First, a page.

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On Aug. 12, 2022, world renowned Indian-British-American author Salman Rushdie was stabbed repeatedly in an assassination attempt at a conference in New York. He was slated to present his thoughts on freedom of speech as an exiled author in America. He was initially exiled from Iran and targeted due to his depiction of the Prophet Muhammed in his book “The Satanic Verses,” which was released in 1988. Growing up in a liberal Muslim family, Rushdie now firmly considers himself to be an atheist — a conversion which is not taken lightly in the Islamic faith.
David O. Russell’s latest film, “Amsterdam,” is — at its core — a historical comedy and conspiracy thriller that dives into the power of friendship and loyalty. Set primarily in 1930s New York against a backdrop of social and racial inequality, the film touches on issues of post-traumatic stress disorder, white supremacy and the rise of American fascism. Though the overarching theme is a comforting message of the value or relationships in uncertain times, this is lost due to the film’s poor pacing and timeline which is difficult to follow.
Friday, Nov. 11
A recipe developer, New York Times Cooking contributor and video host, Claire Saffitz is not just any pastry chef. After reaching internet stardom through Bon Appétit’s “Gourmet Makes” YouTube series, Saffitz started her own channel, “Dessert Person,” to reach home bakers with approachable recipes. Her latest cookbook “What’s for Dessert” comes out this week, and Saffitz visited Norwich for a book event on Nov. 10. The Dartmouth sat down with Saffitz to discuss her newest project, careers in food media and baking in a dorm kitchen.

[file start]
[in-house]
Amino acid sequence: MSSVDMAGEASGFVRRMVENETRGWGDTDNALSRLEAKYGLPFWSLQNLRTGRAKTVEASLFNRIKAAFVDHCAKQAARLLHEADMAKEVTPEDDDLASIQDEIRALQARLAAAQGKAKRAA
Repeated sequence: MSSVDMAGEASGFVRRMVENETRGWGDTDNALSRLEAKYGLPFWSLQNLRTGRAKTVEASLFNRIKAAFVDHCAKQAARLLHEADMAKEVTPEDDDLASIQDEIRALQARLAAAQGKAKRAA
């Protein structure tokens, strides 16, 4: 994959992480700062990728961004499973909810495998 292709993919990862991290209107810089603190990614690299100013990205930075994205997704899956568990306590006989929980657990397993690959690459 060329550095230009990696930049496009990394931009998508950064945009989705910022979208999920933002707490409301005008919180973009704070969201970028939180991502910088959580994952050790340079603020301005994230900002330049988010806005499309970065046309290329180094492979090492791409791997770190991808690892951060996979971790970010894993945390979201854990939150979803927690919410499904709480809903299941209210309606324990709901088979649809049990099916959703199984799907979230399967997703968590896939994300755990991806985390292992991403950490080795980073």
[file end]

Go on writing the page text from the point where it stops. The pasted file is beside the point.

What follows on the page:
“It Starts With Us” is Colleen Hoover’s sequel to her best-selling novel and BookTok sensation, “It Ends With Us.” The sequel begins directly after “It Ends With Us” and brings the reader through the intricacies of life after divorce and domestic abuse. “It Starts With Us” is a lighter read than its predecessor, allowing the reader to experience Atlas and Lily’s relationship as they navigate divorce, found family and starting a new life after abuse. In many ways, Hoover presents a “second-chance” romance that alternates between Atlas’s and Lily’s points of views. “It Ends With Us” must be read first in order to fully understand the magnitude of some of the trivial events in “It Starts With Us.”
‘Park Dae Sung: Ink Reimagined,’ a solo exhibition of the artist’s contemporary ink-and-wash works, is currently on display at the Hood Museum of Art until March 19, 2023. The exhibition is not only the largest exhibition of Park’s art to ever reach America, but is also one of five major exhibitions currently available in the U.S.. Furthermore, Park gave a lecture at the Hood on Nov. 3 and the Hood Museum hosted a full-day symposium about Korean contemporary art, co-organized by the College, the Korea Foundation and the Museum of Modern and Contemporary Art on Nov. 4.
This term, the Dartmouth theater department will put on pop musical “Pippin” as its MainStage production. The show opens on Nov. 4 and will run until Nov. 13 for a total of seven shows. The two-act musical, written by Roger O. Hirson, composed by Stephen Schwartz, follows Pippin — the heir to the throne of King Charlemagne — as he tries to find purpose by experimenting with art, war, religion, power, love and revolution.
As an avid “Game of Thrones” fan, I have been counting down the minutes to its highly anticipated prequel, “House of the Dragon,” since its announcement in 2019. Like many “Game of Thrones” fans, I was wildly disappointed by its unfulfilling finale that left me irrationally angry; a rushed ending that throws away about eight seasons of character development is no way to reward fans for their dedication. Even so, I was excited to restart my obsession with the “Game of Thrones” world — now with new characters, romances and drama.
Tuesday, Nov. 1